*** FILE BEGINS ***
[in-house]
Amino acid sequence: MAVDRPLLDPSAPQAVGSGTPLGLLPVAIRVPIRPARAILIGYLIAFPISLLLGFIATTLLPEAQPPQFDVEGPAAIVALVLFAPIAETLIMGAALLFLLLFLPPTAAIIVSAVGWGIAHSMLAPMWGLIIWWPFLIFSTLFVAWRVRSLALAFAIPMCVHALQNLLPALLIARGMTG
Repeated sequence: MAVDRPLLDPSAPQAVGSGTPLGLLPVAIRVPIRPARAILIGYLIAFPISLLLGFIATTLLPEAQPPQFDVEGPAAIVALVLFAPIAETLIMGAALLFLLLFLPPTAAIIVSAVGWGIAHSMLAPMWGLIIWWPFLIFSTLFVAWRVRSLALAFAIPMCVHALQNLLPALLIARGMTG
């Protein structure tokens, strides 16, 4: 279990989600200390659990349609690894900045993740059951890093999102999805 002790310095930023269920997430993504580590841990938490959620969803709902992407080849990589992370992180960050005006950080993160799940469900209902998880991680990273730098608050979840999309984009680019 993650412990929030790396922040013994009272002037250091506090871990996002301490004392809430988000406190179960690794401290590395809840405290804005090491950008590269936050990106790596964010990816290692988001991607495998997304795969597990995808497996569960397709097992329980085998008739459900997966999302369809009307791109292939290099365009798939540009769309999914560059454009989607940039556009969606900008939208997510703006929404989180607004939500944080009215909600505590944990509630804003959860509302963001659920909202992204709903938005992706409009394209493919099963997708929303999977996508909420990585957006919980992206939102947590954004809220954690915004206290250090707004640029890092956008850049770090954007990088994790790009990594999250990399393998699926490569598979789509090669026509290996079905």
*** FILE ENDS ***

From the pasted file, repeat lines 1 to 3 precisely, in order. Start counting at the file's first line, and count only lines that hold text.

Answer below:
[in-house]
Amino acid sequence: MAVDRPLLDPSAPQAVGSGTPLGLLPVAIRVPIRPARAILIGYLIAFPISLLLGFIATTLLPEAQPPQFDVEGPAAIVALVLFAPIAETLIMGAALLFLLLFLPPTAAIIVSAVGWGIAHSMLAPMWGLIIWWPFLIFSTLFVAWRVRSLALAFAIPMCVHALQNLLPALLIARGMTG
Repeated sequence: MAVDRPLLDPSAPQAVGSGTPLGLLPVAIRVPIRPARAILIGYLIAFPISLLLGFIATTLLPEAQPPQFDVEGPAAIVALVLFAPIAETLIMGAALLFLLLFLPPTAAIIVSAVGWGIAHSMLAPMWGLIIWWPFLIFSTLFVAWRVRSLALAFAIPMCVHALQNLLPALLIARGMTG